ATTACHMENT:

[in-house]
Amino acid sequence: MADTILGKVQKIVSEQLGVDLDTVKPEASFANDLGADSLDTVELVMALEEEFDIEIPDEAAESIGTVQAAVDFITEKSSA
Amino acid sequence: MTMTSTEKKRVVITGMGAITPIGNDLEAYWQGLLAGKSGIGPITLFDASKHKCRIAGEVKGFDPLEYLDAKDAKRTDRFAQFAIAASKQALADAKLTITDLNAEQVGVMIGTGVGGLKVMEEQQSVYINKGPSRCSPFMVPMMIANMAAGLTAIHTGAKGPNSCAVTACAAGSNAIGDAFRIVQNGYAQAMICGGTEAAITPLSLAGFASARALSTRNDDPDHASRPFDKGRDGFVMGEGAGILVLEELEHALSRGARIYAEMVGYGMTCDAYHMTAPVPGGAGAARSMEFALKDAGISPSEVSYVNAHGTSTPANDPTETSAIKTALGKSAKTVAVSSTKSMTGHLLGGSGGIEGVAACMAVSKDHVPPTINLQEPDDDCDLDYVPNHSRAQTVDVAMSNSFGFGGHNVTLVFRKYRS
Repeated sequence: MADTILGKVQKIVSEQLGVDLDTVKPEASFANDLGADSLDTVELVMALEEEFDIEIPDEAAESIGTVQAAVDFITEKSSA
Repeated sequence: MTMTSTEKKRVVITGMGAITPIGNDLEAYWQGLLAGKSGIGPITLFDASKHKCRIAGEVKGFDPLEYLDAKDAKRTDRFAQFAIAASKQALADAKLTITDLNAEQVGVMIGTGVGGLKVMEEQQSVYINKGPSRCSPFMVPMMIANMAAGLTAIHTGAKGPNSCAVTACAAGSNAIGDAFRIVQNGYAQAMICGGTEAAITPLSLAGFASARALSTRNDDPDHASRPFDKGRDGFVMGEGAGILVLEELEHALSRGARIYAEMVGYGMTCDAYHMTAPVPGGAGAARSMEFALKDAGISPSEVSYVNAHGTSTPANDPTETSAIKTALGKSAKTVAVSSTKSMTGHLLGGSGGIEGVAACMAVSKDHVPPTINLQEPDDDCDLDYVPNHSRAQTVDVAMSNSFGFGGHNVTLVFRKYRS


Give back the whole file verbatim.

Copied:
[in-house]
Amino acid sequence: MADTILGKVQKIVSEQLGVDLDTVKPEASFANDLGADSLDTVELVMALEEEFDIEIPDEAAESIGTVQAAVDFITEKSSA
Amino acid sequence: MTMTSTEKKRVVITGMGAITPIGNDLEAYWQGLLAGKSGIGPITLFDASKHKCRIAGEVKGFDPLEYLDAKDAKRTDRFAQFAIAASKQALADAKLTITDLNAEQVGVMIGTGVGGLKVMEEQQSVYINKGPSRCSPFMVPMMIANMAAGLTAIHTGAKGPNSCAVTACAAGSNAIGDAFRIVQNGYAQAMICGGTEAAITPLSLAGFASARALSTRNDDPDHASRPFDKGRDGFVMGEGAGILVLEELEHALSRGARIYAEMVGYGMTCDAYHMTAPVPGGAGAARSMEFALKDAGISPSEVSYVNAHGTSTPANDPTETSAIKTALGKSAKTVAVSSTKSMTGHLLGGSGGIEGVAACMAVSKDHVPPTINLQEPDDDCDLDYVPNHSRAQTVDVAMSNSFGFGGHNVTLVFRKYRS
Repeated sequence: MADTILGKVQKIVSEQLGVDLDTVKPEASFANDLGADSLDTVELVMALEEEFDIEIPDEAAESIGTVQAAVDFITEKSSA
Repeated sequence: MTMTSTEKKRVVITGMGAITPIGNDLEAYWQGLLAGKSGIGPITLFDASKHKCRIAGEVKGFDPLEYLDAKDAKRTDRFAQFAIAASKQALADAKLTITDLNAEQVGVMIGTGVGGLKVMEEQQSVYINKGPSRCSPFMVPMMIANMAAGLTAIHTGAKGPNSCAVTACAAGSNAIGDAFRIVQNGYAQAMICGGTEAAITPLSLAGFASARALSTRNDDPDHASRPFDKGRDGFVMGEGAGILVLEELEHALSRGARIYAEMVGYGMTCDAYHMTAPVPGGAGAARSMEFALKDAGISPSEVSYVNAHGTSTPANDPTETSAIKTALGKSAKTVAVSSTKSMTGHLLGGSGGIEGVAACMAVSKDHVPPTINLQEPDDDCDLDYVPNHSRAQTVDVAMSNSFGFGGHNVTLVFRKYRS